DOI: 10.1590/1808-057x20160140


I wish to give many, many thanks to the entire area of Administration, Accounting Sciences, and Tourism for the personal and professional welcome, and for allowing me to participate in the construction of a strong and consolidated system of quality scientific journals in the area, which today includes SPELL, a top-notch indexer developed by the area itself.


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Piotr Trzesniak

Universidade Federal de Pernambuco, Recife, PE, Brazil.

Table 1. The journal evaluation dimensions of the Administration,
Accounting Sciences, and Tourism area (five from the form and
one ad hoc) and the evolution of the respective maximum scores
over time

Dimension             2002              2005              2007

                  Quality   Ambit   Quality   Ambit   Quality   Ambit

Standardization    16.0      0.0     16.0      0.0     15,0      0,0
Publication        12.0      0.0     12.0      0.0     12,0      0,0
Circulation and    14.0     11.0     14.0     11.0     14,0      9,0
Authorship and     15.0     16.0     15.0     16.0     13,0     12,0
Editorial          16.0      7.0     16.0      7.0     15,0      7,0
Impact (ad hoc)     0.0      0.0     10.0      0.0     15,0      0,0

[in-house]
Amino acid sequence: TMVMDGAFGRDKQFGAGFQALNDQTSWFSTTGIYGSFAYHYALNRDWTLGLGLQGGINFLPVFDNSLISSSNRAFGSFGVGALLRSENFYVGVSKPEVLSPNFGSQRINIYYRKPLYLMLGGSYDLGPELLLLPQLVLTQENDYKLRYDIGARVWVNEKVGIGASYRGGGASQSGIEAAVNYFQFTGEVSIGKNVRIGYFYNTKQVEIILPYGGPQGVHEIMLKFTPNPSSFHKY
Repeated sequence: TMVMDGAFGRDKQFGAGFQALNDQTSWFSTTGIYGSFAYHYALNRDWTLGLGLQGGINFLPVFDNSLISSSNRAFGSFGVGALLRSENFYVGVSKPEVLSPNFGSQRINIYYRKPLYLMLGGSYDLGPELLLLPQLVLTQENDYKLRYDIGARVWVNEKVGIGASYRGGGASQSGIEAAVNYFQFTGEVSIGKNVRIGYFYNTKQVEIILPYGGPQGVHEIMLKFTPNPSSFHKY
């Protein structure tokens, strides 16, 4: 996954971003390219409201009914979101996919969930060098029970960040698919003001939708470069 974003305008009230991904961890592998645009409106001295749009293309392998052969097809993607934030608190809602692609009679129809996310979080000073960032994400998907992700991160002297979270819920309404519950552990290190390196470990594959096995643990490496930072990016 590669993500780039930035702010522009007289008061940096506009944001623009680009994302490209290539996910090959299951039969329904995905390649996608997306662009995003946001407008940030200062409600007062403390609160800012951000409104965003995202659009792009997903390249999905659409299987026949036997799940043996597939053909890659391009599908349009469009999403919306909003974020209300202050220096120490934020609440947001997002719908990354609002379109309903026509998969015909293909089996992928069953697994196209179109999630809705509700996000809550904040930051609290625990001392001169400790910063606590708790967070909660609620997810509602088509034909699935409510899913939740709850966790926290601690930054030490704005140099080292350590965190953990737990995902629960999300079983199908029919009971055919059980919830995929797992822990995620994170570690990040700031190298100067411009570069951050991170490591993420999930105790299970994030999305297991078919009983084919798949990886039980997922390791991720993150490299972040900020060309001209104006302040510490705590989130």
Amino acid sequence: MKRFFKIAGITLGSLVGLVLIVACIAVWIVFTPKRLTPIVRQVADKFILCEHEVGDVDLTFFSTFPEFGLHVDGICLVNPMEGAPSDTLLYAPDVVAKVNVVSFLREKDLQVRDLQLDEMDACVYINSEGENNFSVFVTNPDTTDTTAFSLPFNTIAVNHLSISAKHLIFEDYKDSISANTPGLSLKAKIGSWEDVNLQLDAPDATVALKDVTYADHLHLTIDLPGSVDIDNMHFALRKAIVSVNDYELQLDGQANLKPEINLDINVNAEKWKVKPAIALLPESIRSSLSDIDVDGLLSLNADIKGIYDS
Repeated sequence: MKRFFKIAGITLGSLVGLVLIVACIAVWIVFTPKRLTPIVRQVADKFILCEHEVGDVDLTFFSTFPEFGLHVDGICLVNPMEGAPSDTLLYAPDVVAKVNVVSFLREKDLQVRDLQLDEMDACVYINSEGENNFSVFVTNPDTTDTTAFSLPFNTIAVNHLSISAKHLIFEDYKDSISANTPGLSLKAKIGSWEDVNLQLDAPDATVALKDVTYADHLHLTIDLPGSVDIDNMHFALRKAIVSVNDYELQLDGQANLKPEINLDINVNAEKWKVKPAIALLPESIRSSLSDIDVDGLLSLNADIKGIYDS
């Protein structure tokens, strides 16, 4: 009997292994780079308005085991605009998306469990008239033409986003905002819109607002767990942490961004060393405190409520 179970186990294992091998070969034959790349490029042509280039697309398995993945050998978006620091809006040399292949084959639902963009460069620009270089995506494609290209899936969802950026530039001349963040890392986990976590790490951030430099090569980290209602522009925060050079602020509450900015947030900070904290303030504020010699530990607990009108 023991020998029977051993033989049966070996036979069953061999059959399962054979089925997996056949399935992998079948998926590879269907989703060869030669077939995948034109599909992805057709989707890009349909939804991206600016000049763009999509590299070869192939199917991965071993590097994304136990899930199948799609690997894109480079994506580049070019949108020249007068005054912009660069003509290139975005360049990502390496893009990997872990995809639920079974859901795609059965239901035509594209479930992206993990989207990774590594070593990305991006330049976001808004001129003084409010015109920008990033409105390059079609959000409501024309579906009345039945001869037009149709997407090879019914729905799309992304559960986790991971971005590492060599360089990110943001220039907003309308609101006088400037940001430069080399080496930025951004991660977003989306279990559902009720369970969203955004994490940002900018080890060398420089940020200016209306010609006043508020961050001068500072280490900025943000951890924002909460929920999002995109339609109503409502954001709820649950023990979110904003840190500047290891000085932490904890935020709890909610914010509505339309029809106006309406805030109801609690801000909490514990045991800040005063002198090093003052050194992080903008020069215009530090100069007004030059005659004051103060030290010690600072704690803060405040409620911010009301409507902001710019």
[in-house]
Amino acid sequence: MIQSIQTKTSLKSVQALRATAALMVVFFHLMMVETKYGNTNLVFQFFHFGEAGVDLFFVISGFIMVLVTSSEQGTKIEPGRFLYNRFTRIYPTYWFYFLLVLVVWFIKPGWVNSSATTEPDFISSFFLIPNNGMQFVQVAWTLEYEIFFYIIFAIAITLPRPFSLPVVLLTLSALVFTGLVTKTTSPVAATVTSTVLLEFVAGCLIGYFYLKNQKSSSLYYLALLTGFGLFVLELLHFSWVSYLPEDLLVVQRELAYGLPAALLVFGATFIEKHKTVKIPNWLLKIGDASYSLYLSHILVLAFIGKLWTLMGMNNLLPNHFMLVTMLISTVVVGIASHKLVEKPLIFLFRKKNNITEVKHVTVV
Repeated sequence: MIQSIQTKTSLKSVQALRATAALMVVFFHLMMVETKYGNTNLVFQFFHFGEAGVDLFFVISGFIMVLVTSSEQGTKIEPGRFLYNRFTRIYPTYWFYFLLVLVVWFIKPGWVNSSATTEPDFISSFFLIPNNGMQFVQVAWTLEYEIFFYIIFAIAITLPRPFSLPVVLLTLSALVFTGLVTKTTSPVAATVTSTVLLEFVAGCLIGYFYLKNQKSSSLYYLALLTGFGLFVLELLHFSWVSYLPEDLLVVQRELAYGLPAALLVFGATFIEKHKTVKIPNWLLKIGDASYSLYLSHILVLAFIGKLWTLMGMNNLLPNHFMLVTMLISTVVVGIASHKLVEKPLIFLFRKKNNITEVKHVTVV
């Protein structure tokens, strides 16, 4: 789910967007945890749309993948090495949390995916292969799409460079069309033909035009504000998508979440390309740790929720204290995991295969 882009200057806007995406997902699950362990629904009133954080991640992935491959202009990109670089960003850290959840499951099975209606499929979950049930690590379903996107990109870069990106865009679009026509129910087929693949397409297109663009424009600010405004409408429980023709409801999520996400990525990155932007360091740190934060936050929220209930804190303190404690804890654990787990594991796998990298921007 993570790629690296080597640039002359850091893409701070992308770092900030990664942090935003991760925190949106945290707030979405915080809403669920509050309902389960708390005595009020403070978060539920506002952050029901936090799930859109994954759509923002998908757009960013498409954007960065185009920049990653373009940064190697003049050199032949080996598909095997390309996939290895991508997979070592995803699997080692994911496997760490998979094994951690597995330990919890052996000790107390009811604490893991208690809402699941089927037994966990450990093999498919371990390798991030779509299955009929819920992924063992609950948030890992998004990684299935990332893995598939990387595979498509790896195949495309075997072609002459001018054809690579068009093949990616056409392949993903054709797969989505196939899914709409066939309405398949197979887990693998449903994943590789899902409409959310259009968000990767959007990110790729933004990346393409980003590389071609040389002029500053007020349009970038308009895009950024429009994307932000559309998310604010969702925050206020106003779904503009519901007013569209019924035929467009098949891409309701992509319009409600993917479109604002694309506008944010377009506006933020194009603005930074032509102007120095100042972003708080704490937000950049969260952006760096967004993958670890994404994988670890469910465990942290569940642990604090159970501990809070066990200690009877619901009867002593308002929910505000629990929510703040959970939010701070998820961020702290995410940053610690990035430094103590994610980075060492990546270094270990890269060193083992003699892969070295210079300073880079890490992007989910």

Total              73.0     34.0     83.0     34.0     84,0     28,0
Form total *

* Lower than the sum of the quality and ambit totals due to there
being three items (numbers 30, 31, and 32) computed for both

Source: Elaborated by the author.

Table 2 Absolute numbers of journals in each classification
category from the first (2002) to the last (2007) of the
three carried out evaluations and the respective percentage

                National                    Local

        2002    2007    Variation   2002    2007    Variation
        (abs)   (abs)    (perc)     (abs)   (abs)    (perc)

A         1       6      +500 %       0       0       +0 %
B         1      13      +1200 %      4       3       -25 %
C         5       8       +60 %       8      12       +50 %
Total     7      27      +286 %      12      15       +25 %
        37 %    64 %       --       63 %    36 %       --


        2002    2007    Variation
        (abs)   (abs)    (perc)

A         1       6      +500 %
B         5      16      +220 %
C        13      20       +54 %
Total    19      42      + 121 %
        100 %   100 %      --

Source: Elaborated by the author.
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Title Annotation:EDITORIAL
Author:Trzesniak, Piotr
Publication:Revista Contabilidade & Financas
Date:Sep 1, 2016